Hurricane Michael has reached Category 4 strength as the eye of the storm is just hours away from landing on the Florida Panhandle Wednesday.
The National Hurricane Center reported maximum sustained winds of 145 mph as of 11 a.m. Wednesday, with the center of circulation approximately 60 miles south of Panama City. The system is moving to the north-northeast at 14 mph, meaning the eye will be heading over land later this afternoon.
Michael’s outer bands and tropical storm forced winds have been buffeting the Panhandle all morning, and with hurricane force winds extending 45 miles from the center, conditions are likely to rapidly deteriorate over the next few hours.
The National Weather Service has reported a wind gust of 46 mph in Tallahassee, while an airfield in Bald Point along the Apalachicola National Forest, is reported sustained winds of 54 mph with gusts over 60 mph.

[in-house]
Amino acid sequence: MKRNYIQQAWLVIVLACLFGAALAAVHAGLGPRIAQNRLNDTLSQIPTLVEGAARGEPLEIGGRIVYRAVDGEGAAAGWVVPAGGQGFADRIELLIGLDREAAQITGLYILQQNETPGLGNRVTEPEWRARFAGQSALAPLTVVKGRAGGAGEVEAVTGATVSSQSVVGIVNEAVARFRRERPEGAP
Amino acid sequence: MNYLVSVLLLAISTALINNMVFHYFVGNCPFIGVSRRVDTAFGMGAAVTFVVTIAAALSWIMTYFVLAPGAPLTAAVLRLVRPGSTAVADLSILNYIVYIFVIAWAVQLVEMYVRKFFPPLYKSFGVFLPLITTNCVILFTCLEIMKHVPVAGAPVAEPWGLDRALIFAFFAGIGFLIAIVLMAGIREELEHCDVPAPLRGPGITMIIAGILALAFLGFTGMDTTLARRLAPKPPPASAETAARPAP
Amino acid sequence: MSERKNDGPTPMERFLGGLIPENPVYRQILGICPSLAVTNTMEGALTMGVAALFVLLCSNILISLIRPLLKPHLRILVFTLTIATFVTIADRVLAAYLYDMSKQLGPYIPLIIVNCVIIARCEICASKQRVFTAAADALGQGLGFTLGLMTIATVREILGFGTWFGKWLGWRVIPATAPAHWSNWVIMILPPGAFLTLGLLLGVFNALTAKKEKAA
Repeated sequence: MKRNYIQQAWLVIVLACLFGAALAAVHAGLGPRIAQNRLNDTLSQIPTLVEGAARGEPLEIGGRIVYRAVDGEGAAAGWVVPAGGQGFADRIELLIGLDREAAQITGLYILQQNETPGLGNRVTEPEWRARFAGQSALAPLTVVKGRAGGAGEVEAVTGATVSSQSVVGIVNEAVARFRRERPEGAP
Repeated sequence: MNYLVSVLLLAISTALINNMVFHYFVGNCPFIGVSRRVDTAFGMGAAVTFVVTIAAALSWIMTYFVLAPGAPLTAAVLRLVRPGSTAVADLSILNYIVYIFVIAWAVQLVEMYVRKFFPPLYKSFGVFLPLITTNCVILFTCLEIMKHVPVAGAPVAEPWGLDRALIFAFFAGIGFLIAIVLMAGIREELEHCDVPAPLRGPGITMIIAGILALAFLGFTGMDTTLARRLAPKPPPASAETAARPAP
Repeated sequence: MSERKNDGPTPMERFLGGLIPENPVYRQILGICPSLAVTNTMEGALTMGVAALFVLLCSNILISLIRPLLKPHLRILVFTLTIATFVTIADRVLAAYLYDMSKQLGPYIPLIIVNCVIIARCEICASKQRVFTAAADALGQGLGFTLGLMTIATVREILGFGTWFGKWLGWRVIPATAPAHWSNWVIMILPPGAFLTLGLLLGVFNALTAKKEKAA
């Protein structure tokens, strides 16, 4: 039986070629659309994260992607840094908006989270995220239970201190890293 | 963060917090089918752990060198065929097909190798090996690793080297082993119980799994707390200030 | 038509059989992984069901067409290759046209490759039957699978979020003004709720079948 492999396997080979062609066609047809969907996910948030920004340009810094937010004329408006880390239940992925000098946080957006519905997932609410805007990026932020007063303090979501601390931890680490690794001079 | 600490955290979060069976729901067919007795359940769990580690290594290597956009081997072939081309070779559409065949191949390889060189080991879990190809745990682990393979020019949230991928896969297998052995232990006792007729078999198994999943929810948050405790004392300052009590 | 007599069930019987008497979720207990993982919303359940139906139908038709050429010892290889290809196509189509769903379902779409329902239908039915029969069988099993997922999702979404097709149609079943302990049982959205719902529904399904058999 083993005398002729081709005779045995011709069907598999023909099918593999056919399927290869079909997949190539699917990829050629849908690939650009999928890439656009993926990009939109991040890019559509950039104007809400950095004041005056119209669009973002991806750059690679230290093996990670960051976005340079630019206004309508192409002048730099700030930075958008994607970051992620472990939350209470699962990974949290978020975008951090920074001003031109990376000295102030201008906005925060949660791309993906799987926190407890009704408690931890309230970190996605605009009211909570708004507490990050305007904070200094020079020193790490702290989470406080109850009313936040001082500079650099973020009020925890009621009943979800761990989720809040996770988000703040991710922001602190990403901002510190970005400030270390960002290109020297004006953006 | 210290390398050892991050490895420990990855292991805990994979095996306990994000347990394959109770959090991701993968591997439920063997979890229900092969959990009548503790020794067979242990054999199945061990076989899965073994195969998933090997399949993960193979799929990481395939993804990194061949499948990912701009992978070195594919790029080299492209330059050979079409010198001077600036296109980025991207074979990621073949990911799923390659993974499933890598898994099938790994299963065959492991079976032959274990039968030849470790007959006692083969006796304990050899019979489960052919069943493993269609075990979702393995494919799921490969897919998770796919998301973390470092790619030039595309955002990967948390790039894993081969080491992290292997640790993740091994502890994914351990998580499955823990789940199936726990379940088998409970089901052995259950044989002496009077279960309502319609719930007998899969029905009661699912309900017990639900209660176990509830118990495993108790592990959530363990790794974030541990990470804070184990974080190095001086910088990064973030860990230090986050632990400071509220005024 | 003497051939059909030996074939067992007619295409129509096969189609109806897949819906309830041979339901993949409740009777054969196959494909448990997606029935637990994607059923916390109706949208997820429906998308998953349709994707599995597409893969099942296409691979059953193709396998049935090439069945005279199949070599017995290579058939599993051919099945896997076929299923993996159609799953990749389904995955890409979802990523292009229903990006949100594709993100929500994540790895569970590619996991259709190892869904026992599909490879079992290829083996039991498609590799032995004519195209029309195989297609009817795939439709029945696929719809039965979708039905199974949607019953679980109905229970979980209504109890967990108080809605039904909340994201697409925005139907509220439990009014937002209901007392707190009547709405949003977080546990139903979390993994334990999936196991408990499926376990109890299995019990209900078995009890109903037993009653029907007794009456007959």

Storm surge has the potential to be devastating for many of the coastal communities and barrier islands along the coasts, with storm surges projected to reach as high as 14 feet along the hardest hit areas of the Panhandle.
After 11 years without a hurricane making landfall in Florida, a record period, Michael’s landfall makes three in three years following 2016’s Hurricane Hermine and last year’s Hurricane Irma. Hermine made landfall near St. Marks as a Category 1 storm.
The state has activated the Florida Disaster Fund to support those who are in the storm’s path. To donate, visit FloridaDisasterFund.org, or text DISASTER to 20222 to make a one-time $10 donation.
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